What material are good for mashing/boiling. I think stainless steel and copper are good, what about aluminum and enamel?


Both are fine, my pans are all aluminum as Stainless on that size is hard to find and expensive over here.

If you would cook on it you can brew on it.

Just be careful with what you use to clean them, John Palmer has some tips


I also want to share some points:

Both Stainless steel and copper have good conductivity, copper has a higher heat conduction. On other hand stainless steel has long life and stainless steel also has good corrosion resistance.

During CIP (Acid and base solution cleaning) of kettle stainless steel shows good response. These days the majority of food grade equipment is made of stainless steel.

One more point, Stainless steel is stronger than copper.

The most important consideration is cost, definitely stainless steel will be cheaper than copper.


I would strongly discourage aluminium. For frying pans it's acceptable, because it does not react with fats. For mash tun I wouldn't accept it. It reacts with acids easily. Especially in hot environment and over long time. It is only safe cold, for non-acidic foods. That's why all aluminium soda cans are lined inside. Anodized aluminium is better, because only hard oxide is in contact with food.

For details about drinks with aluminium, I advise reading http://www.who.int/water_sanitation_health/dwq/chemicals/en/aluminium.pdf and similar documents.

Behavioural impairment has been reported in laboratory animals exposed to soluble aluminium salts (e.g. lactate, chloride) in the diet or drinking-water in the absence of overt encephalopathy or neurohistopathology. Both rats (Commissaris et al., 1982; Thorne et al., 1987; Connor et al., 1988) and mice (Yen-Koo, 1992) have demonstrated such impairments at doses exceeding 200 mg of aluminium per kg of body weight per day. Although significant alterations in acquisition and retention of learned behaviour were documented, the possible role of organ damage (kidney, liver, immunological) due to aluminium was incompletely evaluated in these studies (WHO, 1997).

Copper has similar problems, but because it is far less common, accumulating significant dose is harder. Traditional copper cookware was covered with tin on the inside, because it was known since middle ages that not covered copper causes bad health when used daily.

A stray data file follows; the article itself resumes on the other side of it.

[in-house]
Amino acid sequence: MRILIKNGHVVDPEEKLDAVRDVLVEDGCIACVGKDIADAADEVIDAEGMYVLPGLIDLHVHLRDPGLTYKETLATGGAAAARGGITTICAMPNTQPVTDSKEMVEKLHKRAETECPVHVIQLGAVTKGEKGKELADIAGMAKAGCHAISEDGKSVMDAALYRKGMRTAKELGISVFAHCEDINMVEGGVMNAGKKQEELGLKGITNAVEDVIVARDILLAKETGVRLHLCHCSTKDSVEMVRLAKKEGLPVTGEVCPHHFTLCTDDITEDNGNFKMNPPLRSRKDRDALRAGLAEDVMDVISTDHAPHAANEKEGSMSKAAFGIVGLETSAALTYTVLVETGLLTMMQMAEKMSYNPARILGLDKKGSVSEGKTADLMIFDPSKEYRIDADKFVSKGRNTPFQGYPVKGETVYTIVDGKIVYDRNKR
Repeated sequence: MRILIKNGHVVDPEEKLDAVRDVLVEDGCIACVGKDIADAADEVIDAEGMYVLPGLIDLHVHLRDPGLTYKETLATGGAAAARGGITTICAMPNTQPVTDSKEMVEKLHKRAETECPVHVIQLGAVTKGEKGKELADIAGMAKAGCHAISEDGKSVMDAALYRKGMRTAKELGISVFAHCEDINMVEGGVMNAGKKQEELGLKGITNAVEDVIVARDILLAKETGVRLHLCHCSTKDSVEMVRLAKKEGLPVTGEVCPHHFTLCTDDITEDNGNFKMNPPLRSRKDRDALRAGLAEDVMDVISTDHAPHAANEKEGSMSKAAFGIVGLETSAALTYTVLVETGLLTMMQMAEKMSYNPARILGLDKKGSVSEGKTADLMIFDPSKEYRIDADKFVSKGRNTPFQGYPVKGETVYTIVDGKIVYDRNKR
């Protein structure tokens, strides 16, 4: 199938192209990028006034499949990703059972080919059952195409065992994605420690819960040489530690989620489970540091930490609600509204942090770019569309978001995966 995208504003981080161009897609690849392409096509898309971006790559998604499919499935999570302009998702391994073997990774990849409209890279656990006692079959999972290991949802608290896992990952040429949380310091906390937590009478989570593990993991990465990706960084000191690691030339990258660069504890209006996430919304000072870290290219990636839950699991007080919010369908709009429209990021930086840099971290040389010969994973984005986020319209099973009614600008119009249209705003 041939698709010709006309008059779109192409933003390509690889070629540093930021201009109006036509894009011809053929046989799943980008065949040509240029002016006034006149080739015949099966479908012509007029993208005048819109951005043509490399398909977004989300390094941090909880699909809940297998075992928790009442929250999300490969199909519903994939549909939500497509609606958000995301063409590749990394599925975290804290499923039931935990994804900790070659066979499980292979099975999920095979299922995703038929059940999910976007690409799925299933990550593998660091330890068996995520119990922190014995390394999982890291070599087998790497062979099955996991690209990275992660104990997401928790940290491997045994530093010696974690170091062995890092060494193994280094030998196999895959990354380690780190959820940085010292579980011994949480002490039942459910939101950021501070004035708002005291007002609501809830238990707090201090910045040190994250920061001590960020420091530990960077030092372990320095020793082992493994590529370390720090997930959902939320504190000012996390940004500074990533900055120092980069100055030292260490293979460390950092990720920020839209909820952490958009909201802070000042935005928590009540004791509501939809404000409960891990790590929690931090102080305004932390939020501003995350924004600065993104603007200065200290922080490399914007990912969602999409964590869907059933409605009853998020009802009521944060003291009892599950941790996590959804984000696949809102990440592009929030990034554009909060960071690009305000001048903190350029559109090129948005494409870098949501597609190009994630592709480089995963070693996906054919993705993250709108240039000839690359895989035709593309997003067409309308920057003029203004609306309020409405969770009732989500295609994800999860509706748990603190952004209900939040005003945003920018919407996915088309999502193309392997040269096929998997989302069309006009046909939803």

Stainless steel is ideal, because it's hard to dissolve any traceable amount in water, and even if, some amount of iron, carbon and chrome are acceptable and even needed - I remember reading that most "first worlders" don't ingest suggested dose of chromium anyway.

Enamel is good, because it is inert. If damaged, enamel iron will just give iron to solution - flaw in beer, but not an health issue.

  • homebrew.stackexchange.com/questions/1055/… and homebrew.stackexchange.com/questions/483/… seem to disagree with your opinion on aluminum.
    – Robert
    May 5 '16 at 4:43
  • @Robert And World Health Organization and European Union seems to agree. Guess who have bigger research budgets. Your choice who you will trust.
    – Mołot
    May 5 '16 at 5:33
  • Note the rate of consumption in that study: 200 mg of aluminum per kg of body weight per day. That equates to a 150 lb. human ingesting about 13.6 g of aluminum per day. At that rate you would consume an entire Update International 10-gallon aluminum pot in less than eight months. And impairment only occurred at doses exceeding that amount. Aluminum is safe for cooking (and thus brewing). US National Institutes of Health: nlm.nih.gov/medlineplus/ency/article/002461.htm
    – bughunter
    May 5 '16 at 19:02
  • @bughunter at that rate changes are visible in organisms that cannot communicate. It does not exclude possibility of changes with lesser consumption. And of course we all know that USA is far more reckless when it comes to food and water safety. They even still use lead pipes and allow lead to leak to drinking water supplies! So USA calling something to be safe has no meaning for me.
    – Mołot
    May 5 '16 at 19:08
  • I don't really care if you're convinced; you're free to believe whatever you want to believe. For the benefit of anyone who might stumble upon this thread later, I'll point out that the study you cited investigated the effects of aluminum in drinking water. It is irrelevant to this discussion, as indicated by this quote from the study itself: "The use of aluminium cookware, utensils, and wrappings can increase the amount of aluminium in food; however, the magnitude of this increase is generally not of practical importance."
    – bughunter
    May 5 '16 at 19:23

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